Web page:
In our opinion, it is always preferable to have an attorney for “full representation”. Custody and divorce cases are lawsuits. A complaint is filed in the Superior Court. If an agreement is not reached, the case will go to trial. The rules of evidence apply. There are ‘discovery’ obligations, and complicated statutes and judicial decisions (“caselaw”) to be aware of. Mistakes can be costly even if an agreement is reached, and there are times when clearly the parties to the case should have full legal counsel. An attorney who files a ‘full’ appearance will go to court for all court events such as “short calendar” proceedings (which are rarely ‘short’), hearings, settlement conferences, and trial.
However the cost to hire full legal counsel in a custody or divorce case can be prohibitively expensive for some individuals. Some parties return to court repeatedly, making the process expensive. Each court appearance usually results in hourly billing. A party does not have direct control over the number of court appearances required, because their spouse may file multiple motions during the course of the proceeding, or even post-judgment. The party can feel that attorney fees are not being controlled, yet the attorney is ethically obligated to appear in court for each event, prepare for the event, and provide competent representation.
Consider these options when faced with a divorce or custody case:
1) Will a motion for attorney fees be successful? The motion can be filed, to request that the Court order the other party, to pay your attorney fees.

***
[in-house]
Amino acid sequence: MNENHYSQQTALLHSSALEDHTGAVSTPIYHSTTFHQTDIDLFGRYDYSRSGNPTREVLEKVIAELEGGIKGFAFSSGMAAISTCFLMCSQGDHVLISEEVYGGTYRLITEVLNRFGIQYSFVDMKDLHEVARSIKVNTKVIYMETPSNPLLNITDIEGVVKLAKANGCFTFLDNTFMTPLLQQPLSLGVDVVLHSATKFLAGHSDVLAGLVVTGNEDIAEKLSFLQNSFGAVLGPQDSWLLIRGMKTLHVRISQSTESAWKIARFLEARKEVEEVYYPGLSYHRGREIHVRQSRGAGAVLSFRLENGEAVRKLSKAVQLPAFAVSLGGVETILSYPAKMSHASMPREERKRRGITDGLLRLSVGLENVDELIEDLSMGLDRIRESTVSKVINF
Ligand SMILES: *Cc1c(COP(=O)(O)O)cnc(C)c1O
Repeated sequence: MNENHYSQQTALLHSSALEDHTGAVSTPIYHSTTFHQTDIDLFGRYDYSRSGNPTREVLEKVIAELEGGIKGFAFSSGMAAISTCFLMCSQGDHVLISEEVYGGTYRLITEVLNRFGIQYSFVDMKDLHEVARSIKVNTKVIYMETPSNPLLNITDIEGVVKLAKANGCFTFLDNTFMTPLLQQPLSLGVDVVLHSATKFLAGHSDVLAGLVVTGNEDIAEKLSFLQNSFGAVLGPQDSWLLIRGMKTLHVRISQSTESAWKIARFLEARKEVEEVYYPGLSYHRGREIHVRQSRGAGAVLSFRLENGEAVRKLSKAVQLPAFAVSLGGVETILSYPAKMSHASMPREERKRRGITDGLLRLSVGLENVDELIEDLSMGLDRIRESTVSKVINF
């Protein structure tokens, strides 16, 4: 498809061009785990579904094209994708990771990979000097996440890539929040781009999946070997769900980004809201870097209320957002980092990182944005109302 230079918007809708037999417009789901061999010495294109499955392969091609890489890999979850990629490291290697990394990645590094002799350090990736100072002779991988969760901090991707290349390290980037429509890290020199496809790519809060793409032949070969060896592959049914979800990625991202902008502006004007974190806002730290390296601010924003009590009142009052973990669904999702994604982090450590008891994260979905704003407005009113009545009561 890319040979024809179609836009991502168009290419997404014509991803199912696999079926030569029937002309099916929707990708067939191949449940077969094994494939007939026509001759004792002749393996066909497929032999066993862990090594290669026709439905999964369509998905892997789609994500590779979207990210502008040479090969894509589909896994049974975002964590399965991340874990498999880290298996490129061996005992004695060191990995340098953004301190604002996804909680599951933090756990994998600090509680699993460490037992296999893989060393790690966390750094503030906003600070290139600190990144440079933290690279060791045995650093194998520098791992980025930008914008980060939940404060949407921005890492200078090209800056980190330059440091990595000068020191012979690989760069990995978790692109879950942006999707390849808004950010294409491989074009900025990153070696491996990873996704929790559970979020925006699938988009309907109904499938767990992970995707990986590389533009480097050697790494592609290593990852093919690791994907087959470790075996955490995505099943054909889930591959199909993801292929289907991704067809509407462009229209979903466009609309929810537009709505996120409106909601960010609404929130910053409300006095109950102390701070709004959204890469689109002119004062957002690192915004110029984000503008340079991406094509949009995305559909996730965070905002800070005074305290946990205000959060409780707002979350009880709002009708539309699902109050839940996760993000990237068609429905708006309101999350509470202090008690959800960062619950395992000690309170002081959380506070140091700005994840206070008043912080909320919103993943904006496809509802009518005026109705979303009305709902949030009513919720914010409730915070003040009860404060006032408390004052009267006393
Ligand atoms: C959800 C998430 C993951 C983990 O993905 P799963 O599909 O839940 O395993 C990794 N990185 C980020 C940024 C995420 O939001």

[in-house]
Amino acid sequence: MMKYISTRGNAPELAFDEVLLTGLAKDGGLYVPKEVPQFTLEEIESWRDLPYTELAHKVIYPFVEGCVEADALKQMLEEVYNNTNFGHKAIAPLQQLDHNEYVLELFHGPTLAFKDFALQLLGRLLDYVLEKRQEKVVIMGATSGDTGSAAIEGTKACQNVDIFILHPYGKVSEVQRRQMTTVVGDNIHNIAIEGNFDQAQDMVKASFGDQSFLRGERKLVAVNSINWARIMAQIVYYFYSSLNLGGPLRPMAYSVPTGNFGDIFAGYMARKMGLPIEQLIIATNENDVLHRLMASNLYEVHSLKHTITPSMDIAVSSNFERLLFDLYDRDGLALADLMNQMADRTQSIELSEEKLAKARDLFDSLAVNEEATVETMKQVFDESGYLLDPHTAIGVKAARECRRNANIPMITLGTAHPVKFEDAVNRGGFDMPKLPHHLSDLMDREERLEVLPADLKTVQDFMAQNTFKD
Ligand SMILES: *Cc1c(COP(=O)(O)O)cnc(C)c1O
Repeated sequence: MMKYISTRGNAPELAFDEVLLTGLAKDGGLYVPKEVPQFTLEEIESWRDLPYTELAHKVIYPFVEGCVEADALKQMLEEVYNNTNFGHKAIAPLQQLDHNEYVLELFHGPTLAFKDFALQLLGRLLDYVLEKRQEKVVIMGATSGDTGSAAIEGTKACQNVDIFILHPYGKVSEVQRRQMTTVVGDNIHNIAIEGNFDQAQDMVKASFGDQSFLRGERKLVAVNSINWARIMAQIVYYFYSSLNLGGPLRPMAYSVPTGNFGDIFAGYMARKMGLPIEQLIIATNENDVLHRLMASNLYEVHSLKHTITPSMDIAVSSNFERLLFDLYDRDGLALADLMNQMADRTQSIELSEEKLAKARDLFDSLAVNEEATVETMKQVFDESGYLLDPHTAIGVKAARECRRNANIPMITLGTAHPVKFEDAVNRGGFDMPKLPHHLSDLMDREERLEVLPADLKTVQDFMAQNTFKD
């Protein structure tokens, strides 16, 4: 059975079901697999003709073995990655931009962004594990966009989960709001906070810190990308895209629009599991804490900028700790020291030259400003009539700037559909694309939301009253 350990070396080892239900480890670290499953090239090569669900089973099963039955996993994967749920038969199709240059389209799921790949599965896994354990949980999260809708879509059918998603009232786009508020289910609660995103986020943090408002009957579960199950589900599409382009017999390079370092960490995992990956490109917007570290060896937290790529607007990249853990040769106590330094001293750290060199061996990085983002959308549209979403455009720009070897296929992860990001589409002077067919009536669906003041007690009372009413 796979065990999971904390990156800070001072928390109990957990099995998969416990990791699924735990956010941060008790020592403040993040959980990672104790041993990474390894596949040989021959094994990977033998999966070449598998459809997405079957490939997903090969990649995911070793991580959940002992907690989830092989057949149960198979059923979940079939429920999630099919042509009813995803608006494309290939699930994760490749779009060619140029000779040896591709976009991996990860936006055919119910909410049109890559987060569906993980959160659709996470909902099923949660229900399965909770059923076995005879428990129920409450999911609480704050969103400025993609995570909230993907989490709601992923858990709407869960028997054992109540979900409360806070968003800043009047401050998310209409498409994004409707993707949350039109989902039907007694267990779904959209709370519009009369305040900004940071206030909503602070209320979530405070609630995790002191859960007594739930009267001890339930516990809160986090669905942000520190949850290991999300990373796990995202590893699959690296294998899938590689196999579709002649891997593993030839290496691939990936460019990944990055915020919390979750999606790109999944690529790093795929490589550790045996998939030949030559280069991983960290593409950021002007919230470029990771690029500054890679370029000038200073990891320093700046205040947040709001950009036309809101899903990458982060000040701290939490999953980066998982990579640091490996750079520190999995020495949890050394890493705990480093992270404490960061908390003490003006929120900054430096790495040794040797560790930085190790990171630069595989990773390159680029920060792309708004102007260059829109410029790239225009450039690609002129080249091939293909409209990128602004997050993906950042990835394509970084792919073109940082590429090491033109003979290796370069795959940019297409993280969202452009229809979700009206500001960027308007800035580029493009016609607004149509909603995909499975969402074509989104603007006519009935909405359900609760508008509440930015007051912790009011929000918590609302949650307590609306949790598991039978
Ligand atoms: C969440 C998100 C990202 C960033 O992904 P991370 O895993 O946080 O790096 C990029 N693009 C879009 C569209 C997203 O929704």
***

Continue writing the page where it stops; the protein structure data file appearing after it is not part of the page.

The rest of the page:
2) Is borrowing funds for an attorney an option? The Automatic Orders prohibit incurring unreasonable debt. These orders prohibit ‘encumbering’ property but they provide an exception for “reasonable attorney’s fees in connection with [the] action”.
3) Is “Standby Counsel” appropriate? When an attorney is hired as standby counsel, the attorney typically will not enter an “Appearance” in the case. Sometimes the attorney may file a “Limited Appearance”. When an attorney is hired as Standby Counsel, the individual represents himself or herself in Court. The attorney however can be retained to meet with the client from time to time, such as to give advice relating to procedural or other issues in the case. The attorney can review proposals that the parties might agree to among themselves. The attorney might assist with the preparation of certain court motions.
We encourage you to consider “Standby Counsel” if you feel you cannot afford an attorney.
Marder, Roberson & DeFelice Law Offices, LLC
76 South Frontage Road
Vernon, CT 06066
Email: [email protected]